The museum was established to provide both sides of the Civil War in equal weights. The nonprofit felt that Clemmons was speaking with the authority of the county government, according to spokesman Tim Knight. But county spokeswoman Melissa Robinson insists the request was personal, not official.
Inside the museum, there are portraits of generals who fought for the north and the south at the 1864 battle. Outside, there are three flagpoles. One is empty. Until a few weeks ago, the empty pole displayed a confederate flag with a white field and a St. Andrew's Cross battle flag in the upper left corner.”
The actual battle at Nash Farm is known as the Battle of Utoy, which took place August 5-7, 1864 between the Army of Ohio and the Army of Tennessee. It ended with a Confederate victory.
It was part of what is known as the Atlanta Campaign, in which the Union Army led by Gen William T. Sherman, drove to take Atlanta and then began his infamous “March to the Sea.”
The Nash Farm park has been the site of several battle reenactments, which brought hundreds of Civil War re-enactors to the area for the festivities.
Knight says Commissioner Clemmons returned a few weeks later and insisted on the removal of other Confederate artifacts inside the museum as well. Once again, Knight said it appeared the commissioner was speaking on behalf of county government.”
Stuart Carter, a local resident and museum supporter, maintains that Nash Farms has always represented both sides of the conflict.
Carter points out that many critics of public displays of the Confederate flag make exceptions for museum displays.”
County spokesman Robinson continues to defend the actions of Commissioner Clemmons.
Asked if it was reasonable to remove selected historic artifacts from a museum depicting history, Robinson said: “I think it’s reasonable. I think there were plenty of artifacts in the museum that can tell the story of the Civil War. And I think it was a reasonable request.”
The nonprofit running the museum announced it would remove all its artifacts and close the museum. A number of local residents believe Henry County overreached by squeezing Confederate symbols out of a Civil War museum site.
This latest action to erase traces of the Confederacy mirrors what we’ve witnessed worldwide by authoritarian regimes. In the past, the Soviet Union totally rewrote Russian history and was noted for airbrushing photographs to remove historical figures.
More recently, the Taliban in Afghanistan and ISIS in Syria and Iraq have destroyed historic Buddhist, Christian and Jewish sites.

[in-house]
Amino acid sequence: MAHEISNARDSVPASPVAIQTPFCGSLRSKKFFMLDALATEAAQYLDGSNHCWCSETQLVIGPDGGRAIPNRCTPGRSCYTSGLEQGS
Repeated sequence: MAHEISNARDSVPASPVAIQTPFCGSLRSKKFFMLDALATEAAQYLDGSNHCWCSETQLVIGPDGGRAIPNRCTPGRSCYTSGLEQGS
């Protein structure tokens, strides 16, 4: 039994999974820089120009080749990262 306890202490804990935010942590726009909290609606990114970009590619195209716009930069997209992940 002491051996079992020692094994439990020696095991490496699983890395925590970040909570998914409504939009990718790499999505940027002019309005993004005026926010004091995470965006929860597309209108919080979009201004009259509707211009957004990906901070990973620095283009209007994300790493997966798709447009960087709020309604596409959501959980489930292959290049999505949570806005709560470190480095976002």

We can’t change what happened in the past, but we can look back and take pride in the progress continuing to be made to create a better society.
Resorting to petty intolerance that besmirches people’s ancestors certainly will not advance that cause. What some fail to take into consideration is that many poor rural Southerners joined the Confederate Army to defend their homeland against an invading power. They’d didn’t own slaves. They worked their farms themselves.
UPDATE 4/2/2019: A debate over the use of simulated rounds at Nash Farm for a Civil War re-enactment allowed commissioners to resurrect the question of whether Nash Farm was actually Civil War battlefield in the first place.
At the Board of Commissioners meeting held March 19, commissioners split a vote, 3-3, concerning the allowance of simulated rounds for the event, which is scheduled for April 13 and 14 at the Nash Farm Battlefield. Commissioners Bruce Holmes, Vivian Thomas and Dee Clemmons were opposed, while Gary Barham, Johnny Wilson and Chair June Wood voted in favor.
Tim Culbreth, who represents the 30th Georgia Reenactors, provided a Department of the Interior letter at Tuesday’s Board of Commissioners meeting indicating the area had been a Civil War battlefield, while Bruce Holmes, the District 5 commissioner, called the story a “fraud.”
“I’ve been voting against Nash Farm since I’ve been serving on the board,” Holmes said. “Nash Farm has always been a myth, a fraud, to be honest with you. When I was initially elected, I sat down with the county manager and you couldn’t find anything on history on Nash Farm other than one page that was under Henry County Parks and Rec. Since then, they’ve made a number of websites and things of that nature. The letter he showed was from 2013 from Lynn Westmoreland, but Nash Farm is not listed under anything federally.”
Holmes said Nash Farm was a proposed subdivision condemned in the mid-2000s that had been owned by Maxie Price, a Chevrolet dealer in the Atlanta area.
“He purchased the property, the county condemned it and they came up with this myth about Nash Farm as a Civil War site,” Holmes said. “The true battle actually happened at Lovejoy Station. In earlier meetings, there was one meeting where a person presenting said there was a skirmish. There’s a difference between a skirmish and a historical battle.”
Holmes said that if an organization wanted to hold a Civil War re-enactment, it should be at a place such as Lovejoy Station and Stone Mountain, not at Nash Farm.
After the meeting on Tuesday, Holmes supplied the Herald with a document from the National Parks Service detailing the study area for the Battle of Lovejoy Station, which, according to those documents, was redrawn in 1993 to include the area of Nash Farm.
That document also states that there was no historical designation attached to the battlefield.
According to the National Parks Service, the battle of Lovejoy Station took place Aug. 20, 1864.